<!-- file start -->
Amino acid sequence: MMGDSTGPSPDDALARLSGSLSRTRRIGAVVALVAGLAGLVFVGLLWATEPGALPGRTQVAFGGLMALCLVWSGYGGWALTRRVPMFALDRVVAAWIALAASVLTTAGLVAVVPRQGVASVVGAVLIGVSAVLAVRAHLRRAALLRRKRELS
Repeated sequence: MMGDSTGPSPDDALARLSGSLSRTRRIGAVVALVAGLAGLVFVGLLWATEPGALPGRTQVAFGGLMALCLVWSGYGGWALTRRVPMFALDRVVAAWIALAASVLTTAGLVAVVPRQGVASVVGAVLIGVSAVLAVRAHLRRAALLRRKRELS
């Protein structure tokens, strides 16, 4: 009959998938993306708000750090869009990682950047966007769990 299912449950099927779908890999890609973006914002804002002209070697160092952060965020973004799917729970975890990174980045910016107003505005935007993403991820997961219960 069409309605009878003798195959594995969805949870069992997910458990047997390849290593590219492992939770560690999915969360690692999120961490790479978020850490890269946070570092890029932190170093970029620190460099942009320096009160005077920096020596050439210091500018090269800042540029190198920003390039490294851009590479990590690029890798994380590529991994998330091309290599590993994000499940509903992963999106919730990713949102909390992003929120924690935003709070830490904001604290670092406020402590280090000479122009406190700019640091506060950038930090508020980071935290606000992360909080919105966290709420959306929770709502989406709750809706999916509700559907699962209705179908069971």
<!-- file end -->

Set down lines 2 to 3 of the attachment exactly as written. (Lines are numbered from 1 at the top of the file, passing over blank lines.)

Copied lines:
Repeated sequence: MMGDSTGPSPDDALARLSGSLSRTRRIGAVVALVAGLAGLVFVGLLWATEPGALPGRTQVAFGGLMALCLVWSGYGGWALTRRVPMFALDRVVAAWIALAASVLTTAGLVAVVPRQGVASVVGAVLIGVSAVLAVRAHLRRAALLRRKRELS
């Protein structure tokens, strides 16, 4: 009959998938993306708000750090869009990682950047966007769990 299912449950099927779908890999890609973006914002804002002209070697160092952060965020973004799917729970975890990174980045910016107003505005935007993403991820997961219960 069409309605009878003798195959594995969805949870069992997910458990047997390849290593590219492992939770560690999915969360690692999120961490790479978020850490890269946070570092890029932190170093970029620190460099942009320096009160005077920096020596050439210091500018090269800042540029190198920003390039490294851009590479990590690029890798994380590529991994998330091309290599590993994000499940509903992963999106919730990713949102909390992003929120924690935003709070830490904001604290670092406020402590280090000479122009406190700019640091506060950038930090508020980071935290606000992360909080919105966290709420959306929770709502989406709750809706999916509700559907699962209705179908069971």